I was in Seoul this week as a number of companies I met with were preparing for President Xi’s upcoming visit. China’s continued economic growth creates an increasing sense of opportunity and threat for many South Korean business leaders. Opportunity, given the relative size and faster growth rate of the Chinese economy. But also threat, given the increased scale and capability of Chinese companies in export markets.
In everything from mobile phones to nuclear power plants, South Korean companies find themselves competing with Chinese producers. The challenge of how to sustain distinctiveness, how to avoid the fate of many Japanese companies, squeezed out of their historic international markets, comes up over and over.
Indeed, many are looking for ways to leverage Chinese capital to stimulate growth in South Korea. South Korean companies often have excellent IP, operating efficiencies in international projects that Chinese companies cannot match, and an established international brand/reputation to go with it. Partnering with Chinese capital and cost structures may well be a good way forward for some.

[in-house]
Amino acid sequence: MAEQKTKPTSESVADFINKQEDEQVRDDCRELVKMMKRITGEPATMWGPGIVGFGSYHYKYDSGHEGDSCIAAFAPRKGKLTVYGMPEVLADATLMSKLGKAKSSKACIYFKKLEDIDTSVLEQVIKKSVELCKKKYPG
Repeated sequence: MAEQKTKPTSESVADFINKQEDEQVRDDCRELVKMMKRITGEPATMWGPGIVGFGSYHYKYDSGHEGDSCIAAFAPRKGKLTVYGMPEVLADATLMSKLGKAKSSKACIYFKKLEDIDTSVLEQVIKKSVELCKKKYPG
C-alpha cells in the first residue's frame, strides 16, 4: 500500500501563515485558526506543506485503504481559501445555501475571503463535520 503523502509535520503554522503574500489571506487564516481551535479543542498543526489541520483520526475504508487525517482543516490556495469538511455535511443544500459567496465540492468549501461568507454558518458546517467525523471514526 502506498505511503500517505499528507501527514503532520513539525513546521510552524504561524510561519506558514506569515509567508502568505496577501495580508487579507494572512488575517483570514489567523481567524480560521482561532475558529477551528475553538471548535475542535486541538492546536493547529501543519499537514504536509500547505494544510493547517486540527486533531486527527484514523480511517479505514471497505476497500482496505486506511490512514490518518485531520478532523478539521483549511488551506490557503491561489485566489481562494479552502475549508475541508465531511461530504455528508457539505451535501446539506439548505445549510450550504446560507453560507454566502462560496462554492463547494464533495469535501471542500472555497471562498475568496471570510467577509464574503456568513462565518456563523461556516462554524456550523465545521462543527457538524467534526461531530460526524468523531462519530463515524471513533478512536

For the Chinese business leaders coming on the trip, some will be looking for much more than partnership. Outright acquisitions will be on their mind. Real estate, high tech and even healthcare companies may be looking for opportunities to diversify into South Korea. For some of the new private hospitals in China, owning a famous South Korean plastic surgery chain could create significant synergies. Real estate companies have diversified extensively into Jeju island already with good results, and they may be ready to do more.
I also expect announcements on increasing the two-way flow of students between South Korea and China, and on an increase in the number of Chinese cities that you will be able to fly to directly from South Korea.
Image credit: US Army Garrison Yongsan / Flickr